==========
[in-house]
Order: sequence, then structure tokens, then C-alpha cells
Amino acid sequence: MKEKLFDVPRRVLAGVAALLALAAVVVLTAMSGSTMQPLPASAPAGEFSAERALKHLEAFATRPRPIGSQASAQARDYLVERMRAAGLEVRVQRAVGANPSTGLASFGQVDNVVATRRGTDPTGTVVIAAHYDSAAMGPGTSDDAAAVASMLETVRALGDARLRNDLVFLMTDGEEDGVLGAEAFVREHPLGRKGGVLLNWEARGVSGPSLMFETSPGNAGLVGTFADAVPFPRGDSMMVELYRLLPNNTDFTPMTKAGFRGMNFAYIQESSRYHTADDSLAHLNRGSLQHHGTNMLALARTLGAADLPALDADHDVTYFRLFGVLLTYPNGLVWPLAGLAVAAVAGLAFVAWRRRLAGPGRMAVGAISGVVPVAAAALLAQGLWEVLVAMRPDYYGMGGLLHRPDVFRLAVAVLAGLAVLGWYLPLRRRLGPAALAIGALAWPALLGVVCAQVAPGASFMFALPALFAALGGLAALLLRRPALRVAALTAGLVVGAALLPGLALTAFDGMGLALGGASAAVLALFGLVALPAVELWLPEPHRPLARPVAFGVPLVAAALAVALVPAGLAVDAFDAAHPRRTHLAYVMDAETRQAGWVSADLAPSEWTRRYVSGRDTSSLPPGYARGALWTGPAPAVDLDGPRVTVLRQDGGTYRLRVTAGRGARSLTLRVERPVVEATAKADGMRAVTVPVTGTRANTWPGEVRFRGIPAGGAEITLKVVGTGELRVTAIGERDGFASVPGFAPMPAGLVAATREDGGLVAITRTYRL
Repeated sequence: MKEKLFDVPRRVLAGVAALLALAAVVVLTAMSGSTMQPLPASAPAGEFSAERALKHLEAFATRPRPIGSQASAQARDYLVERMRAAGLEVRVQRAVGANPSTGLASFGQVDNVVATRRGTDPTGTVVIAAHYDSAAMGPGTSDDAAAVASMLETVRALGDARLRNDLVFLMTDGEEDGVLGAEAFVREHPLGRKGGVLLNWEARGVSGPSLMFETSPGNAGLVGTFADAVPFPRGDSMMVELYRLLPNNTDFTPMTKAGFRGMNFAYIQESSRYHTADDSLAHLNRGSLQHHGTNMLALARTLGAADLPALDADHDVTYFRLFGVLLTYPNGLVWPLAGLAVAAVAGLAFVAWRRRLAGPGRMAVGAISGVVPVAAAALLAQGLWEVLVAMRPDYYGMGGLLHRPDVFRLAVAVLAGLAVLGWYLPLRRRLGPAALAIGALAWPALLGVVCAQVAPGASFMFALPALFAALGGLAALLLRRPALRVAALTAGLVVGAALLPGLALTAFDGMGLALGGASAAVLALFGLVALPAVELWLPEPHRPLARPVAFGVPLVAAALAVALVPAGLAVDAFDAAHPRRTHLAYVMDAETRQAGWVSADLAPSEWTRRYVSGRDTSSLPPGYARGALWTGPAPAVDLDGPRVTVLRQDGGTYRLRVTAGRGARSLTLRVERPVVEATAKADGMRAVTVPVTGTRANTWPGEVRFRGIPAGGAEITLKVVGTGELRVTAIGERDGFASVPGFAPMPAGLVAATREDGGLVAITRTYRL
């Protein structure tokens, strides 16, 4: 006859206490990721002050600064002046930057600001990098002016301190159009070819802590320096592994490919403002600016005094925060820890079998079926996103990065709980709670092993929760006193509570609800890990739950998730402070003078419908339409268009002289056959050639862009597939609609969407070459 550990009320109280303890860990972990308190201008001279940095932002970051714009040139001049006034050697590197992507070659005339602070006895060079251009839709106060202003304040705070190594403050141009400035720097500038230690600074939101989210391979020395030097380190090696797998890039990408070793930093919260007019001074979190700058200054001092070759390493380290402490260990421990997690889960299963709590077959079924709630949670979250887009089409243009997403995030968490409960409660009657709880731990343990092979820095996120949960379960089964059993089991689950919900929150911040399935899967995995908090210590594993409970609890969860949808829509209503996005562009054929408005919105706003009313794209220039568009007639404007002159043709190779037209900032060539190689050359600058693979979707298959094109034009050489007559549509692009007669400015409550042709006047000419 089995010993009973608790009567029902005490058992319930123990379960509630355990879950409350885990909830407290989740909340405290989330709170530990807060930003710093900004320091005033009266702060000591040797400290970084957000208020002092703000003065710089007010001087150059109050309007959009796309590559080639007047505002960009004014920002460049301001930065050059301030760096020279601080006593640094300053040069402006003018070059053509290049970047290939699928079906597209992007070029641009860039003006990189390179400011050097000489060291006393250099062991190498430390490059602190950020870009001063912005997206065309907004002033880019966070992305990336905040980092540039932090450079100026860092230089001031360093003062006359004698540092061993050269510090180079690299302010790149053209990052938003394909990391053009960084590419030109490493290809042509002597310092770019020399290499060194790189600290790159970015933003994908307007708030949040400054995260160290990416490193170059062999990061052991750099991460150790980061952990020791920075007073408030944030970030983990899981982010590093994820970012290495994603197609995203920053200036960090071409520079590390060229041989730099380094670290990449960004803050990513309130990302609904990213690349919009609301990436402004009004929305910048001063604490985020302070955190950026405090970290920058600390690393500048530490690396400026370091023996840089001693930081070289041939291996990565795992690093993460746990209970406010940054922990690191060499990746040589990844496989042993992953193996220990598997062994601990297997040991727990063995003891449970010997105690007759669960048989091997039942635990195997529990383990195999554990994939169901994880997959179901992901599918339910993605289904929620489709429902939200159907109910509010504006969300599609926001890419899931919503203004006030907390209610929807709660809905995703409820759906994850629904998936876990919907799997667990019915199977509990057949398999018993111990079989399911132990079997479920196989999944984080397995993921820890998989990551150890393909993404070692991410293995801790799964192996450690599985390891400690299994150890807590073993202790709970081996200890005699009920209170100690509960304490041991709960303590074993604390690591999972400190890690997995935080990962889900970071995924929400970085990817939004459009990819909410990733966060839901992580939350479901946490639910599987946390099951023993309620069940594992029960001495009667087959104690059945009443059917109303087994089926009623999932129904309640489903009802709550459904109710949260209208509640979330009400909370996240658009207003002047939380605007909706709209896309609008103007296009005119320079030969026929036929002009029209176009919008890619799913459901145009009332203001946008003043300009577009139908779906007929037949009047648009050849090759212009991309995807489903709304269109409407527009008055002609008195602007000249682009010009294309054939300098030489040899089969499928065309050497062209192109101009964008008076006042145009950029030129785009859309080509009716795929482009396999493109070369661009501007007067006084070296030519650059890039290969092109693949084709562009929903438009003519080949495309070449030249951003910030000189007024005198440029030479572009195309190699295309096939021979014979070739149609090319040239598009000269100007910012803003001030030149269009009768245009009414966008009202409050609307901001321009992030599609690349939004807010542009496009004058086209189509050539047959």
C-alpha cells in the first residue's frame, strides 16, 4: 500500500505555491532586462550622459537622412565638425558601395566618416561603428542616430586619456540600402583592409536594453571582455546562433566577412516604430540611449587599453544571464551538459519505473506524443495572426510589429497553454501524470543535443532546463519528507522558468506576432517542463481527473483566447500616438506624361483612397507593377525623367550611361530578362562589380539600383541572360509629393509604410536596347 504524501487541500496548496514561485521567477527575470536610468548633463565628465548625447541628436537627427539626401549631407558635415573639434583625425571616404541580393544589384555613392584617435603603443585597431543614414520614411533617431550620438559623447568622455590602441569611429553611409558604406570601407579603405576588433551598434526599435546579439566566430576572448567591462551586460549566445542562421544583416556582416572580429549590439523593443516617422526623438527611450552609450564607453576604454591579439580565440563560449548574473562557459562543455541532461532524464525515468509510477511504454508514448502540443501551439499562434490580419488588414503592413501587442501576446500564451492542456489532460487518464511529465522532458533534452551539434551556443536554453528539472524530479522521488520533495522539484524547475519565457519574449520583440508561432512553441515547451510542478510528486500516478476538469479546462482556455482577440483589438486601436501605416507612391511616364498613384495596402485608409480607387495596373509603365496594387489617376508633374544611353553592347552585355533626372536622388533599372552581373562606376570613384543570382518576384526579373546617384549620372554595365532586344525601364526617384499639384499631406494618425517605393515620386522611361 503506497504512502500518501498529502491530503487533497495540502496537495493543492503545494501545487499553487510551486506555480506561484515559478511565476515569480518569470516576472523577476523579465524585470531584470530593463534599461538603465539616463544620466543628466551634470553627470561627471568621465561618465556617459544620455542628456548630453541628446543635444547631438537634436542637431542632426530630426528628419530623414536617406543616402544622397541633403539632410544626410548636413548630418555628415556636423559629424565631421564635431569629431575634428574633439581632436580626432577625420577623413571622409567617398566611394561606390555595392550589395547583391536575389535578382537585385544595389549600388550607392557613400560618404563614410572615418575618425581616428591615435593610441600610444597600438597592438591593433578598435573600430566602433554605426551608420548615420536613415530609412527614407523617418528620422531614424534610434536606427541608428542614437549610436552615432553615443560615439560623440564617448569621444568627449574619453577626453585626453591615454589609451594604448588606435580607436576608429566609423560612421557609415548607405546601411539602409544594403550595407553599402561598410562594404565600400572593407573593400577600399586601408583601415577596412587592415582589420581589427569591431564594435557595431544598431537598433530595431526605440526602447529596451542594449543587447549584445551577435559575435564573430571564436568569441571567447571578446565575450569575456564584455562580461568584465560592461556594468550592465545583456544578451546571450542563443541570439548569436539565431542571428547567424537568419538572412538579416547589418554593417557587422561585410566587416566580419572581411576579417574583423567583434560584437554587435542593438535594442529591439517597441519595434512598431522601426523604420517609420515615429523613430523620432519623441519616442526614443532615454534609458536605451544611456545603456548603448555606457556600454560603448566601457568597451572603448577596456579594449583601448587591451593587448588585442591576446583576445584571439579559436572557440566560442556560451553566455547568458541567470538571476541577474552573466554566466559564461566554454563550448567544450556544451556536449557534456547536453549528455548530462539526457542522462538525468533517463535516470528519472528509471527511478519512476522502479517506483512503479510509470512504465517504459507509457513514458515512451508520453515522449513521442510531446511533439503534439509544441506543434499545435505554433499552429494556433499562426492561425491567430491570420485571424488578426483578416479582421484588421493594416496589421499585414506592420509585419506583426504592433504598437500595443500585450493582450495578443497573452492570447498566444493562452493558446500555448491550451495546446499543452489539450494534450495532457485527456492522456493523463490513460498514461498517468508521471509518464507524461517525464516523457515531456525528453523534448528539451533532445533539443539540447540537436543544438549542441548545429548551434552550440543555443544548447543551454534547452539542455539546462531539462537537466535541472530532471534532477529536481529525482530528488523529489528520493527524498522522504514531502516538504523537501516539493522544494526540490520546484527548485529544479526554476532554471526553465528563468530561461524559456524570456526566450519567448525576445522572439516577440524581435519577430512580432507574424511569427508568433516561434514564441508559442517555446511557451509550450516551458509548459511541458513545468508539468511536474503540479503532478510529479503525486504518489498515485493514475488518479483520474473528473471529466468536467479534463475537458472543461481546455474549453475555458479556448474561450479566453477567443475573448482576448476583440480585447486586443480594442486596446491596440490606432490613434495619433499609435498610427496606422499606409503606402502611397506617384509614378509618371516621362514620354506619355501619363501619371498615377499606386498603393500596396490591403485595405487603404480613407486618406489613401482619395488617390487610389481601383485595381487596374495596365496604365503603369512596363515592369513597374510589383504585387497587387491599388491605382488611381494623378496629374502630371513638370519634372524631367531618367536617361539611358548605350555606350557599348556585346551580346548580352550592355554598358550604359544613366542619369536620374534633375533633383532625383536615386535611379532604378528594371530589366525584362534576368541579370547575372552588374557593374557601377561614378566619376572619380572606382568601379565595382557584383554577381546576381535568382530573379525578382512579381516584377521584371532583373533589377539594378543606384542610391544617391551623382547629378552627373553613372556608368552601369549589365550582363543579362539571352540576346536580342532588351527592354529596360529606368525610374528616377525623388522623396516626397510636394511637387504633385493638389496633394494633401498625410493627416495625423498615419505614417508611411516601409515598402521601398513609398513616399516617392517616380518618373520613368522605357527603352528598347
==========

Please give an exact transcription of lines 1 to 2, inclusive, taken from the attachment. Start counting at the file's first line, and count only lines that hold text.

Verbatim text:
[in-house]
Order: sequence, then structure tokens, then C-alpha cells